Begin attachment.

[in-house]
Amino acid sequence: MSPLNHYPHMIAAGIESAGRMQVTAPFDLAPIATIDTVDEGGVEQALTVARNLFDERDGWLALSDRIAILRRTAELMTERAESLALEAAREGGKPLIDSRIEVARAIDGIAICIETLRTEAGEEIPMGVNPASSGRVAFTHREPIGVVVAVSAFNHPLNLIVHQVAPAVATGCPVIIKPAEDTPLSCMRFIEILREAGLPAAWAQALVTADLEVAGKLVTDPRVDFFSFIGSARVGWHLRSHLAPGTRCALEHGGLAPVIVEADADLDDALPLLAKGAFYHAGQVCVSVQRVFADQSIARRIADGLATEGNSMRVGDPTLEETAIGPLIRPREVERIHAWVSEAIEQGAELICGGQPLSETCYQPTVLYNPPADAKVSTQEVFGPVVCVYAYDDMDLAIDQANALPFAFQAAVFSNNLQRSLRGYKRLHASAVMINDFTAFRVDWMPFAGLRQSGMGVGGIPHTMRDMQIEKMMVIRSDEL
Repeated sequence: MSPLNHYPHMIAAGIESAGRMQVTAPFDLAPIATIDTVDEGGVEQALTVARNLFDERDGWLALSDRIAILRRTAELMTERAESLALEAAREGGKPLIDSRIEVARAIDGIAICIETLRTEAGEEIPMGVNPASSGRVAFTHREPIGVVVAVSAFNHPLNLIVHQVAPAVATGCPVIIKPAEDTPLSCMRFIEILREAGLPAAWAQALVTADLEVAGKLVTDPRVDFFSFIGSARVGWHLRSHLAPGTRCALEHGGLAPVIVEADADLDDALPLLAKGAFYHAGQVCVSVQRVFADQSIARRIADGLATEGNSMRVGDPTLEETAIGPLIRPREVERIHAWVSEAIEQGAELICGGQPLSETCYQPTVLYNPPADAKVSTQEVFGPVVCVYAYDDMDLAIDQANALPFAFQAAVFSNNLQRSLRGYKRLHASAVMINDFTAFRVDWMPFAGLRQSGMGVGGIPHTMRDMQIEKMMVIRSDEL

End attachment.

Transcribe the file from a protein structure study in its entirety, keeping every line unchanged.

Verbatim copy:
[in-house]
Amino acid sequence: MSPLNHYPHMIAAGIESAGRMQVTAPFDLAPIATIDTVDEGGVEQALTVARNLFDERDGWLALSDRIAILRRTAELMTERAESLALEAAREGGKPLIDSRIEVARAIDGIAICIETLRTEAGEEIPMGVNPASSGRVAFTHREPIGVVVAVSAFNHPLNLIVHQVAPAVATGCPVIIKPAEDTPLSCMRFIEILREAGLPAAWAQALVTADLEVAGKLVTDPRVDFFSFIGSARVGWHLRSHLAPGTRCALEHGGLAPVIVEADADLDDALPLLAKGAFYHAGQVCVSVQRVFADQSIARRIADGLATEGNSMRVGDPTLEETAIGPLIRPREVERIHAWVSEAIEQGAELICGGQPLSETCYQPTVLYNPPADAKVSTQEVFGPVVCVYAYDDMDLAIDQANALPFAFQAAVFSNNLQRSLRGYKRLHASAVMINDFTAFRVDWMPFAGLRQSGMGVGGIPHTMRDMQIEKMMVIRSDEL
Repeated sequence: MSPLNHYPHMIAAGIESAGRMQVTAPFDLAPIATIDTVDEGGVEQALTVARNLFDERDGWLALSDRIAILRRTAELMTERAESLALEAAREGGKPLIDSRIEVARAIDGIAICIETLRTEAGEEIPMGVNPASSGRVAFTHREPIGVVVAVSAFNHPLNLIVHQVAPAVATGCPVIIKPAEDTPLSCMRFIEILREAGLPAAWAQALVTADLEVAGKLVTDPRVDFFSFIGSARVGWHLRSHLAPGTRCALEHGGLAPVIVEADADLDDALPLLAKGAFYHAGQVCVSVQRVFADQSIARRIADGLATEGNSMRVGDPTLEETAIGPLIRPREVERIHAWVSEAIEQGAELICGGQPLSETCYQPTVLYNPPADAKVSTQEVFGPVVCVYAYDDMDLAIDQANALPFAFQAAVFSNNLQRSLRGYKRLHASAVMINDFTAFRVDWMPFAGLRQSGMGVGGIPHTMRDMQIEKMMVIRSDEL